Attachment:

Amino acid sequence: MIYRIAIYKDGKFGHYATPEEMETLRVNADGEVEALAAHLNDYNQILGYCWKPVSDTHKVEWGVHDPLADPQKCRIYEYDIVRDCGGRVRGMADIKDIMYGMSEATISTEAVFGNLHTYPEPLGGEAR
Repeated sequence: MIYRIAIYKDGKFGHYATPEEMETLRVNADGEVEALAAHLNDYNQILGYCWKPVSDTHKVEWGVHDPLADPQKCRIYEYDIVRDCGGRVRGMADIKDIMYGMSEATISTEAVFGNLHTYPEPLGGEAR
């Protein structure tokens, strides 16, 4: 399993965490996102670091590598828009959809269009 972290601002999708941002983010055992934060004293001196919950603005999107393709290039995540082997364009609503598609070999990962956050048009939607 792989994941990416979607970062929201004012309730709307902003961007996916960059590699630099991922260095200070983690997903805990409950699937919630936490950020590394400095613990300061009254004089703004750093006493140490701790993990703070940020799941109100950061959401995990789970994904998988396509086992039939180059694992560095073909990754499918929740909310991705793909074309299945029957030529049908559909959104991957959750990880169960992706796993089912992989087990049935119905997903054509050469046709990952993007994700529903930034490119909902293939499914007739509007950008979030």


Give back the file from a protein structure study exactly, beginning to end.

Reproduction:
Amino acid sequence: MIYRIAIYKDGKFGHYATPEEMETLRVNADGEVEALAAHLNDYNQILGYCWKPVSDTHKVEWGVHDPLADPQKCRIYEYDIVRDCGGRVRGMADIKDIMYGMSEATISTEAVFGNLHTYPEPLGGEAR
Repeated sequence: MIYRIAIYKDGKFGHYATPEEMETLRVNADGEVEALAAHLNDYNQILGYCWKPVSDTHKVEWGVHDPLADPQKCRIYEYDIVRDCGGRVRGMADIKDIMYGMSEATISTEAVFGNLHTYPEPLGGEAR
């Protein structure tokens, strides 16, 4: 399993965490996102670091590598828009959809269009 972290601002999708941002983010055992934060004293001196919950603005999107393709290039995540082997364009609503598609070999990962956050048009939607 792989994941990416979607970062929201004012309730709307902003961007996916960059590699630099991922260095200070983690997903805990409950699937919630936490950020590394400095613990300061009254004089703004750093006493140490701790993990703070940020799941109100950061959401995990789970994904998988396509086992039939180059694992560095073909990754499918929740909310991705793909074309299945029957030529049908559909959104991957959750990880169960992706796993089912992989087990049935119905997903054509050469046709990952993007994700529903930034490119909902293939499914007739509007950008979030």